Thursday, August 25, 2016

Galaxy Science Fiction, August 1955

An above average issue. A combining theme on many of the stories seemed to be humor.

The Flat-Eyed Monster • novelette by William Tenn
A professor is kidnapped by aliens with a one-way matter transfer beam. The alien abhor the flat eyed monster who doesn't even communicate. They don't know that even when the professor can't send thoughts, he receives them very well and understands what the aliens are saying to themselves. And soon the flat eyed monster is on loose and rampaging through a peaceful city. A pretty fun subversion of a trope. Especially the ending was pretty surprising and refreshing. ****-
Whiskabroom • shortstory by Alan Arkin
A young man rents a room from an elderly couple. He tried to develop a time machine but actually manages to strip away the third dimension, not move in the fourth. A short amusing story, the humor doesn't work as well as in the first story. ***+
Country Estate • novelette by Daniel F. Galouye
Humans arrive on an alien planet. They try to civilize the natives who are beautiful people who live naked in the forest. Getting the natives to wear clothes is for some strange reason one of the most important priorities. It doesn't work well, not even at gunpoint. And aliens don't seem to eat at all. And they heal almost instantly. Maybe they aren't so undeveloped after all. The plot wasn't so bad, but the writing felt worse than average and some of the plot points were pretty strange. **+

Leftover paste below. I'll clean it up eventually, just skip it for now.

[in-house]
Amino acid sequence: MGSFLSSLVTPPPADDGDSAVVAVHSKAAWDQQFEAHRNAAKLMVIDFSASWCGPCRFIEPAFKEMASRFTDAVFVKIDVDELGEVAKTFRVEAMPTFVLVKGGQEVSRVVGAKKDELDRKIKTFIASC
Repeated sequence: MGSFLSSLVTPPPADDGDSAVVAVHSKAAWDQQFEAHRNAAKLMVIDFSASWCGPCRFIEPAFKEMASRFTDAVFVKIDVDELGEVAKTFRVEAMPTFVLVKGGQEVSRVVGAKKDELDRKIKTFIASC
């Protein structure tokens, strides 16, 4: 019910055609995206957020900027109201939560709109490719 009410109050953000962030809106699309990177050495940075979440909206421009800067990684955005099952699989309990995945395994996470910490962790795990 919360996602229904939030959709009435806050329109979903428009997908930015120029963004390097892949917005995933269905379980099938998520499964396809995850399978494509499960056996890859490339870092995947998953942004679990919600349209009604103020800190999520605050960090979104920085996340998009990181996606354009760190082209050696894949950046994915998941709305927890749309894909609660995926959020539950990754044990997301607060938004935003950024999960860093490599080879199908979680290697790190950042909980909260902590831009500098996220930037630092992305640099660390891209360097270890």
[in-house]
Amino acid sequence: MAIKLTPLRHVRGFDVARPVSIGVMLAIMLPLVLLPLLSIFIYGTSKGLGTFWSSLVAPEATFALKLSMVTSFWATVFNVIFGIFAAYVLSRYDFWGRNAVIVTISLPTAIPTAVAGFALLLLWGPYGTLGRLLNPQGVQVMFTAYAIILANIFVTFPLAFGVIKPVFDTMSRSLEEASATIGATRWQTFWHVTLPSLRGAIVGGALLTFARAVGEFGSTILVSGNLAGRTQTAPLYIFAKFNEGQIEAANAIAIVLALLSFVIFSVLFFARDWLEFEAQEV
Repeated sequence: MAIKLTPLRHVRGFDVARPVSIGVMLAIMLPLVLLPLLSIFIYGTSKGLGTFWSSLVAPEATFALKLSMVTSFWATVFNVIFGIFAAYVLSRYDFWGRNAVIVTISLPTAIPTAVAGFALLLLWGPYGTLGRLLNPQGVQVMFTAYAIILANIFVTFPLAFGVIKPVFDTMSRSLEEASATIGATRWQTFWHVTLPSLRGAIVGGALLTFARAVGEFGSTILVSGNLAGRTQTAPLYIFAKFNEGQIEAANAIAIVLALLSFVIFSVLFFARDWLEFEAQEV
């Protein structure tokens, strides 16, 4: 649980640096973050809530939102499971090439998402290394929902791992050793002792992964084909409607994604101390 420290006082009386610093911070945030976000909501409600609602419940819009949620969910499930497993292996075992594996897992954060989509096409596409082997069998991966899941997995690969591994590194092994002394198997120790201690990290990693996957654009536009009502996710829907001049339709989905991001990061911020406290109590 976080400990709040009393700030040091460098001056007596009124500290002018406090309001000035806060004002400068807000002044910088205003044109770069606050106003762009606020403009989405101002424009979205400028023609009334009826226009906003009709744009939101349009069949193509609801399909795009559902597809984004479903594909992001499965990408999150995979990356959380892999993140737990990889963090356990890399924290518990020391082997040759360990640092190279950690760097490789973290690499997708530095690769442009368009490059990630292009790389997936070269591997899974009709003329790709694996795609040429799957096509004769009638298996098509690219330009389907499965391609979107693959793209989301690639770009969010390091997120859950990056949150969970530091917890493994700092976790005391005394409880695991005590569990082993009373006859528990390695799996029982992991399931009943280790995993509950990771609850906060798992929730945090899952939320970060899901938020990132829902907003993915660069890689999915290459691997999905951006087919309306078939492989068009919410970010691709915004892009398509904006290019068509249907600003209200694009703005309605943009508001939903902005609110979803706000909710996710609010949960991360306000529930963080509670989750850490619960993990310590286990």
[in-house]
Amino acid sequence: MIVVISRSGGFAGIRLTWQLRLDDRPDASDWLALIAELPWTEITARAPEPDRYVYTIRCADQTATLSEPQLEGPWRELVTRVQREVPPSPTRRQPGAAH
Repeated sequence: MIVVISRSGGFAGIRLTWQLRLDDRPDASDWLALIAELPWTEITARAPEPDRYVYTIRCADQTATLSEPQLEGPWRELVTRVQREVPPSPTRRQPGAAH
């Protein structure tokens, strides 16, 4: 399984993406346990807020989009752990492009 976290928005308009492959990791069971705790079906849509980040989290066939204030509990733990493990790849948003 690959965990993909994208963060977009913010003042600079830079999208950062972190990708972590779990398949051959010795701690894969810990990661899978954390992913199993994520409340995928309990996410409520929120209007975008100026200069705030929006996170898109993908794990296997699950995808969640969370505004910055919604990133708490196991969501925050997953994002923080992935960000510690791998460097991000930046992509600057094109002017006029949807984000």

A Gift from Earth • shortstory by Manly Banister
Humans arrive on an alien planet. This time, they sell first metallic kettles at a low price, pushing the clay pots away from the market. And then they bring in some new innovations like radios, roads, cars and debt. With an interest of course. It's hard to say if this story was meant as humorous or as a very dark one. It falls pretty much in the uncanny valley between those two. It is too depressing to be really fun and too light to be really dystopic. ***-
Twink • shortstory by Theodore Sturgeon
A telepath is facing a task: he must deal with Twink. He has a lot of trepidation and is at least partly afraid of what must be done. Slowly it is revealed what the actual task is: he must help his telepathic child – Twink -to be born. The writing was ok, but the story depends pretty much on the slow reveal of what is going on. ***

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